“Popstar: Never Stop Never Stopping”
There’s funny as in “Oh, yes, that’s funny,” and there’s funny like “Ha!” (loud but one syllable), and then there’s the kind of funny found in “Popstar: Never Stop Never Stopping,” which makes everybody in the audience look alike — mouth open, jaw-dropped, astonished. That’s the kind of funny we’re all looking for.
Written by and starring the comedy trio, “The Lonely Island” — Andy Samberg, Jorma Taccone and Akiva Schaffer — the movie is a parody of the contemporary pop music scene, about a white hip-hop ensemble that breaks up when the frontman (Samberg) goes solo. “Popstar” has more going for it than outrageousness, though it certainly has that. It has genuine outrage, a good-humored but clear-eyed take on today’s pop culture as a morass of corruption, idiocy and relentless self-promotion.
The songs are absolutely hysterical. As in the great tradition of The Rutles and the movies “Spinal Tap” and “A Mighty Wind,” they’re good enough to stand on their own as examples of their genre, until you listen to the lyrics. And the beauty of the lyrics here is that they’re as complex and laden with internal rhymes as the best hip-hop lyrics … except they’re insane. People may want to see this movie more than once just to hear the lyrics they were laughing through.
Most of them can’t be quoted at all, at least not the funny parts, and explaining them in general terms feels a little like Mr. Spock describing an orgy. Or like standing on the beach wearing a tuxedo. Still, the comic conceits are funny enough that you might get a sense of the mentalities at work. For example, the pop star (Samberg) has a pro-gay marriage song in which he happens to mention at least a hundred times that he, himself, isn’t gay. Another song uses the killing of Bin Laden as a metaphor for really good sex. Of course, describing the joke in such a dry way doesn’t make it sound like much, but it’s one of the funniest things I’ve seen in a while.
One of the pitfalls of movie satire is that the satirists are often in love with the thing they’re mocking. That’s not a problem here. Underlying “Popstar” is rather a kind of bemused disgust. The pop star lives on social media and, at one point, does a selfie Periscope where he mentions that he’s just masturbated. And the satire of TMZ presents the crew there as a gang of grotesques.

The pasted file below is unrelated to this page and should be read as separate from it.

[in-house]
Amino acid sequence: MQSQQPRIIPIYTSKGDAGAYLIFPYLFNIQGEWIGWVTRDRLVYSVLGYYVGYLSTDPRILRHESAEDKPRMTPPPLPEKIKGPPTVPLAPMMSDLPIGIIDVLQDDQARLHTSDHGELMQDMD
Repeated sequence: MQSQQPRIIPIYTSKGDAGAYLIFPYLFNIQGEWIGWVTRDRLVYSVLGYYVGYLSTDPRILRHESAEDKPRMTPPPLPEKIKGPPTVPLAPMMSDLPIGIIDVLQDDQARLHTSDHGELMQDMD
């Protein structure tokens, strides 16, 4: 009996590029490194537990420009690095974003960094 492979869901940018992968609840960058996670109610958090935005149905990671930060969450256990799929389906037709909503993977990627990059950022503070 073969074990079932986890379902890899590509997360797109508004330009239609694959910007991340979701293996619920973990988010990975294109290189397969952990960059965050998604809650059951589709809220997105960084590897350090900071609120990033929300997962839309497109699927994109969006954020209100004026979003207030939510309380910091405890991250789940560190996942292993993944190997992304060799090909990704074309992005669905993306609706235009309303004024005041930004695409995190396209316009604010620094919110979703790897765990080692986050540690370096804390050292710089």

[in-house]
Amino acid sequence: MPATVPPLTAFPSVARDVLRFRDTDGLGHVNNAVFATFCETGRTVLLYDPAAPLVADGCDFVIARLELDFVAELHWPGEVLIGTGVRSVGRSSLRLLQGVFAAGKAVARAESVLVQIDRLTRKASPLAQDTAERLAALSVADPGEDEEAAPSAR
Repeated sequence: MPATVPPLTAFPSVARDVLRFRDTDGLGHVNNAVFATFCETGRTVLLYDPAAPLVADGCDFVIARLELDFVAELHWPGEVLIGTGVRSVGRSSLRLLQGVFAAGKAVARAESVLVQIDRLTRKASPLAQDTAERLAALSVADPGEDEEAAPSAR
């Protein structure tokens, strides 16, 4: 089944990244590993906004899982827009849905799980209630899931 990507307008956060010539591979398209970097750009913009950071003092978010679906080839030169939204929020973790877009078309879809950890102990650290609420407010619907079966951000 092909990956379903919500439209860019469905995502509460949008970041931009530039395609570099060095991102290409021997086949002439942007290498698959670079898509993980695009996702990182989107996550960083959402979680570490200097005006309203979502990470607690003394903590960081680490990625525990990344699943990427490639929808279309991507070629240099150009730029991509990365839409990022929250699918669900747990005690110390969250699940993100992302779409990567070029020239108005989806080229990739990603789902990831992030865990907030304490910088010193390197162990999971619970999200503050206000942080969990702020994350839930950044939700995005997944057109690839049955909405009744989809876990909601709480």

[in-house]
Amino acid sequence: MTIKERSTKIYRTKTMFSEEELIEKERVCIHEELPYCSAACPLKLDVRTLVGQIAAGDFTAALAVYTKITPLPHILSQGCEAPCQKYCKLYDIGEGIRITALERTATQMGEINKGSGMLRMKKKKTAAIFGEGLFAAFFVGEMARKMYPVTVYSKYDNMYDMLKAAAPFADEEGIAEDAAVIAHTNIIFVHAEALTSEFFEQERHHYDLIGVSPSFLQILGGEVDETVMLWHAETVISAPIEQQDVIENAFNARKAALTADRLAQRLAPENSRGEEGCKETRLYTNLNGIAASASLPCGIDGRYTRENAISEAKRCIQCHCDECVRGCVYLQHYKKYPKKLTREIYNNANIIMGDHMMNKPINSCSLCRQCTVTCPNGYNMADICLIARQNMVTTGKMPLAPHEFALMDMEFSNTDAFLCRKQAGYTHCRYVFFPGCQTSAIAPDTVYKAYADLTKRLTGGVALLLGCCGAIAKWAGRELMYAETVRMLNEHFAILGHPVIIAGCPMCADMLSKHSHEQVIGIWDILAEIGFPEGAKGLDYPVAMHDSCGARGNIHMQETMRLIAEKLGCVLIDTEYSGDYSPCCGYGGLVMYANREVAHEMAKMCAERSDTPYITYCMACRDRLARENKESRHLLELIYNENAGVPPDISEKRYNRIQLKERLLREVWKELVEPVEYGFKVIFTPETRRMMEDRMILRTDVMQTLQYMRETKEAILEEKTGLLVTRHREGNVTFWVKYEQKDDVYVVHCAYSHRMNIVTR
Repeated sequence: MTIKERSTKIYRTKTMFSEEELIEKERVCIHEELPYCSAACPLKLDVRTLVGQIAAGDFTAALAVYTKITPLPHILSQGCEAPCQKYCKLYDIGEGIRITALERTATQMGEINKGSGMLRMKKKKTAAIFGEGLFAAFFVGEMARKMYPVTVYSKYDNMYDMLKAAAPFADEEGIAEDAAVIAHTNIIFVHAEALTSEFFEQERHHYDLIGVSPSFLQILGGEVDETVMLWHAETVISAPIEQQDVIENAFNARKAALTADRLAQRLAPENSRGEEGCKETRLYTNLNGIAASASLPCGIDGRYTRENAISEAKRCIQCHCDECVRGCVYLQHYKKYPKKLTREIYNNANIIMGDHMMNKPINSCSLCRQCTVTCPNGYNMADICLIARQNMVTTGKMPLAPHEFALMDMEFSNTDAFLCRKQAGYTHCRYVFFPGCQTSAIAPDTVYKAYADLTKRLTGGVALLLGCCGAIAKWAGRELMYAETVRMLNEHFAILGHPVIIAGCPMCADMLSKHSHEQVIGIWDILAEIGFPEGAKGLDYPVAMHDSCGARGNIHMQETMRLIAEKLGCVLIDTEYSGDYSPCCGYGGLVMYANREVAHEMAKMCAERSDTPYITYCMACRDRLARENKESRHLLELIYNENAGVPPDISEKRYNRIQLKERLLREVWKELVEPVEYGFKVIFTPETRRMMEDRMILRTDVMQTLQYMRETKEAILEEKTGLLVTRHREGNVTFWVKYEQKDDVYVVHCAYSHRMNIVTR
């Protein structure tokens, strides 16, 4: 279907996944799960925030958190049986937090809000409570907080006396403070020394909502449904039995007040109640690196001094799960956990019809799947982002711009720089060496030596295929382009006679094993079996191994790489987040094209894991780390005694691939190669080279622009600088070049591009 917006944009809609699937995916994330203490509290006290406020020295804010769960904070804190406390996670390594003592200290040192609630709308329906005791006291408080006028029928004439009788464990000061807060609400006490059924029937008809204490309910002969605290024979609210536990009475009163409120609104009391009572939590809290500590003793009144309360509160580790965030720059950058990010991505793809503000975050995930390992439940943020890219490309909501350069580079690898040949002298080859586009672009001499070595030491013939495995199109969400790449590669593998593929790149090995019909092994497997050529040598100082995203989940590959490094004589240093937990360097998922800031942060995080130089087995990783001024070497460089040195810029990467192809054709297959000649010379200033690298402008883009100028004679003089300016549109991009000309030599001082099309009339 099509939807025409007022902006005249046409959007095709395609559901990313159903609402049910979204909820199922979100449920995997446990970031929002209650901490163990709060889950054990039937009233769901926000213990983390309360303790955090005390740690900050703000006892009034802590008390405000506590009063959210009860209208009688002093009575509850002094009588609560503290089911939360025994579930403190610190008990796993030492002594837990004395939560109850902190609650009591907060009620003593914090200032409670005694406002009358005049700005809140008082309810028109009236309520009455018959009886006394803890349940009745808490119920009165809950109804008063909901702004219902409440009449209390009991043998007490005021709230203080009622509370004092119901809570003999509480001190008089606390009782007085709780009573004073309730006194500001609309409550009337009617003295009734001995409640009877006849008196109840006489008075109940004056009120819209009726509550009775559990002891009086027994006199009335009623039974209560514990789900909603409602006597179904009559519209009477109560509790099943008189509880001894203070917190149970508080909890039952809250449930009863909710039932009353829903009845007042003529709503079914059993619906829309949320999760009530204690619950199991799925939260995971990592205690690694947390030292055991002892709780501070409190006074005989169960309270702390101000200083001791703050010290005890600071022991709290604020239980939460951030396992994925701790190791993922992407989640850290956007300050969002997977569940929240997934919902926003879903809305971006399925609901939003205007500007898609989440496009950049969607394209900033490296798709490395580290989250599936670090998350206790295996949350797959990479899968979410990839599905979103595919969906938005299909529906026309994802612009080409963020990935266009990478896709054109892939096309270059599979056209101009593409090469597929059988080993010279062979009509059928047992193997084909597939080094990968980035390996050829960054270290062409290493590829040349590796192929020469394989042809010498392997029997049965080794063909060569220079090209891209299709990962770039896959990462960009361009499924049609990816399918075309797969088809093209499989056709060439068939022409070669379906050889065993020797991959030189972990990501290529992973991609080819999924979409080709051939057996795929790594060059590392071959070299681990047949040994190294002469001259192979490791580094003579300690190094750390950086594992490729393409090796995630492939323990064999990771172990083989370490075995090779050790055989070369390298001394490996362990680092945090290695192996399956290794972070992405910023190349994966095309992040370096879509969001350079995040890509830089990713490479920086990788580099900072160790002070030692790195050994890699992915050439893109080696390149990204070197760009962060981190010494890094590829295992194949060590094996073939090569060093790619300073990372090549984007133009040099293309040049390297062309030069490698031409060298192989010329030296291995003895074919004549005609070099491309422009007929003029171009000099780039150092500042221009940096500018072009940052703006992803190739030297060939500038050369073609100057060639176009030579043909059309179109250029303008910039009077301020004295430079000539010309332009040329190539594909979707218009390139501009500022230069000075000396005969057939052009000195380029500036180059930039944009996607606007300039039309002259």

Samberg, Taccone and Schaffer also seem to understand completely the mechanisms of modern media. In essence, the story of the film is about what happens when things start to go bad. As “Popstar” begins, the star is a god, a glamour figure selling out huge venues. And then one thing goes bad, and then another, and the movie becomes an escalating series of embarrassing, career-annihilating disasters.
Beyond satire, the filmmakers (Taccone and Schaffer directed) have a zany, out-of-left-field imaginative quality that allows them to be silly and surprise audiences. For example, there’s a great bit involving wolves. (Enough said.) Yes, the movie has a message — that the contemporary music scene is a money-fueled wasteland, in which selling out is considered a virtue and the most colossal and hideous narcissism is canonized as healthy self-assertion. But “Popstar” is no polemic, and the joy of it is in wildness and comic freedom.
There are many celebrity cameos, most appearing as talking heads (Ringo Starr, Bill Hader), but Samberg, Taccone and Schaffer’s performances — with Samberg as the blustering oaf, Taccone as the sweet, loyal friend and Schaffer as a brooding brains of the group — carry the picture. Their timing, perfected over the course of years, is priceless.